Should “Americans” Be Able to Cross the Mexican Border?
by Jack D. Forbes

What? Americans crossing the U.S.--Mexican border? Sounds like a "no-brainer" huh? But wait, we are not talking about U.S. citizens (USCITS) but about Indigenous Americans (also known as First Americans, American Indians, et cetera).

Actually a large percentage of the persons currently crossing the U.S.-Mexican border are members of American First Nations, and they are an especially high percentage of those who are seeking work in El Norte. Among the largest groups of Indians now in the USA are Mixtecs, Zapotecs, Mayas, Purepechas, Nawats, and other American Indians from Mexico and Central America. They are joined also by Quechua, Aymara, and other Native nations from South America.

Tragically, the Tribal Americans from the south are usually being forced to risk their lives and their freedom to cross inhospitable deserts in order to do the often-dirty jobs which Yanks will not do. And they are forced to work for substandard wages without being able to join recognized unions, obtain decent housing, or enjoy public health and other services.

They are clearly needed by the Yankee economy but are forced to occupy a niche of servile labor. Sound familiar? North American Indians have had centuries of similar treatment from European colonizers and their descendants.

White vigilantes now are patrolling the border, making it more difficult for First Americans to cross into Arizona's deserts. Gee, it sure reminds me of white settlers pushing into the Ohio Country or into Minnesota, Kansas, etc, making the movements of the Original Americans illegal.

Later many tribes were confined to reservations, having to secure a permit from a white man to cross "the border." But some were allowed to work as cheap agricultural labor, or as servants in white people's houses.

Maybe the solution in Arizona is to allow each vigilante to have Mixtec or Zapotec servants in their homes or businesses; or perhaps we should just make them captives (slaves)? But seriously, I have a better proposal: Congress should recognize the USA's perpetual debt to American Native Peoples by allowing all persons from genuine American Indian groups to have free access across the US.-Mexican border!

Now how can the Border Patrol and the Immigration Service identify genuine American Indians? It's easy: at each border crossing a language specialist or linguist would be employed to test each person applying for a border crossing permit. Each to be approved, must prove that they are from an Indigenous pueblo and that they can pass a simple, quick test in an American language such as Kanjobal Maya, Quechua, Guarani, Mixtec, Otomi, Mazahua, Yaqui, and so on. Such tests could also be carried out at U.S. embassies and consulates, with permits being issued there.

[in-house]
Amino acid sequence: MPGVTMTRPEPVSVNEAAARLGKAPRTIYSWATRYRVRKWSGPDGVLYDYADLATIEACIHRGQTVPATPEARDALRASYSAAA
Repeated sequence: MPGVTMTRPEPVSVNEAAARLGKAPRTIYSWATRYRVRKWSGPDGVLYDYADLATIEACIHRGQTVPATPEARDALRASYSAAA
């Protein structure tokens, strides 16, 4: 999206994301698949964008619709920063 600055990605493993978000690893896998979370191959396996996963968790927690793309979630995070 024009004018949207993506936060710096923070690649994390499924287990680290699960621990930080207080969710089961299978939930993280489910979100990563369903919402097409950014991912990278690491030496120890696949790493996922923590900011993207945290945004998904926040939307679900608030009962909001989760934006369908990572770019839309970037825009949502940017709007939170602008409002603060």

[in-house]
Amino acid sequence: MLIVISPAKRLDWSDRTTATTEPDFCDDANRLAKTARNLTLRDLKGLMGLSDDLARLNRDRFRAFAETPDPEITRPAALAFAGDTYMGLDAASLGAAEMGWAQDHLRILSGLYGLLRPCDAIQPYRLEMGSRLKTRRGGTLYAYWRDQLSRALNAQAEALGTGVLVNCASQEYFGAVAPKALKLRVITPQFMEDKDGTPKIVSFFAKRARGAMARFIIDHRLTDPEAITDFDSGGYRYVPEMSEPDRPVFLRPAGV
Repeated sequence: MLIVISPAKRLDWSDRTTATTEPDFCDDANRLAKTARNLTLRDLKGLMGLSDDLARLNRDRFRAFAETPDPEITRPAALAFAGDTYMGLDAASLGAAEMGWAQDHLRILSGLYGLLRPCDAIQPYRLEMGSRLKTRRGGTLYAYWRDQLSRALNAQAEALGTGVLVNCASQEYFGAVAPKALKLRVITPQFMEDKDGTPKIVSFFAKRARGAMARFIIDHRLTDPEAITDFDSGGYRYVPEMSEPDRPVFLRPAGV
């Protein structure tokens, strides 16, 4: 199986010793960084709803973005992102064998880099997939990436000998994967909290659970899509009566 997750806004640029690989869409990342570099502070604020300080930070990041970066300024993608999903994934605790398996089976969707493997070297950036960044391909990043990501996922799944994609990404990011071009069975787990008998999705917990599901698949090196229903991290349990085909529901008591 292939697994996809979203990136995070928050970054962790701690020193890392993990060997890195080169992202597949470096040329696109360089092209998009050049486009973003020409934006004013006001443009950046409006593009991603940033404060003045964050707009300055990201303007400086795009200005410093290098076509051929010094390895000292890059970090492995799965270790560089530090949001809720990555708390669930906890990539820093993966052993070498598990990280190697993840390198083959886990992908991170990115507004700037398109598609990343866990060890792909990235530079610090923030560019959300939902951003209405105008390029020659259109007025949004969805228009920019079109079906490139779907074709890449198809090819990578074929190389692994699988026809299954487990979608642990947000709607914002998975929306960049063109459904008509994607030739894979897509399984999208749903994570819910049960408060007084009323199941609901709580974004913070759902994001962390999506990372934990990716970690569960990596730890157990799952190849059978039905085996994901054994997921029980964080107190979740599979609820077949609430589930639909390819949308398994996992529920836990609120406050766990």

The language specialist should be a person fluent in one or more American languages as well as in Englatino (U.S. English) and Castellano of America.

Those Americans from the other America south of the border who have forgotten their American language(s) and who have become "Latino" or "mestizo" or "Ladino" will be just plain out of luck. They would not qualify for legal entry under this provision, nor would Asians, Arabs, Europeans, and others seeking entry to the USA from the south.

There is a great deal of precedent for this action. From its inception the USA never has required passports or legal papers from Native Americans seeking to travel to the east coast or other areas annexed to the USA. Aside from the "reservations as concentration camp years," there simply is no legal precedent for halting American Indians at the border (Canadian or Mexican).

Indeed, in earlier years the U.S. has allowed Kumeyaay (Kamiah), Cocopa, O'odham, Yaqui (Yoeme), Apache, Kickapoo, Seminole, and other groups to freely cross the U.S.-Mexican border. In fact, the U.S. itself sent troops into Mexico specifically to forcibly bring Lipan Apaches and Chiricahua Apaches into U.S. territory.

I have met many very fine Mixtec, Zapotec, and other Native people from the south. They are being driven from their homes by NAFTA and the dumping of U.S. agricultural products in Mexico and elsewhere. As victims of globalization, they deserve a chance to help our economy here, in dignity, and without risking their lives.

My proposal will not only solve the U.S. need for labor. It will halt the border immigration issue by filling U.S. demands for workers in a legal manner, allowing the Border Patrol to concentrate upon non-Americans. Once in the USA, the Mixtecs, Zapotecs, et cetera, should be recognized as "Indians" and should be expected to acquire land for new Indigenous communities, if they so desire.

After all, this is what our Ancient American ancestors have done for 30,000 or more years here in Mother America, north and south.

© 2004 Professor Jack D. Forbes, Powhatan-Delaware, is a historian, social critic, and poet, covering issues of international and inter-ethnic relations for 45 years. He is the author of Red Blood, Africans and Native Americans, Apache, Navaho and Spaniard and other books. He is professor emeritus of Native American Studies, University of California, Davis. He can be contacted at his web site.

This article was originally published in News From Indian Country May 16, 2005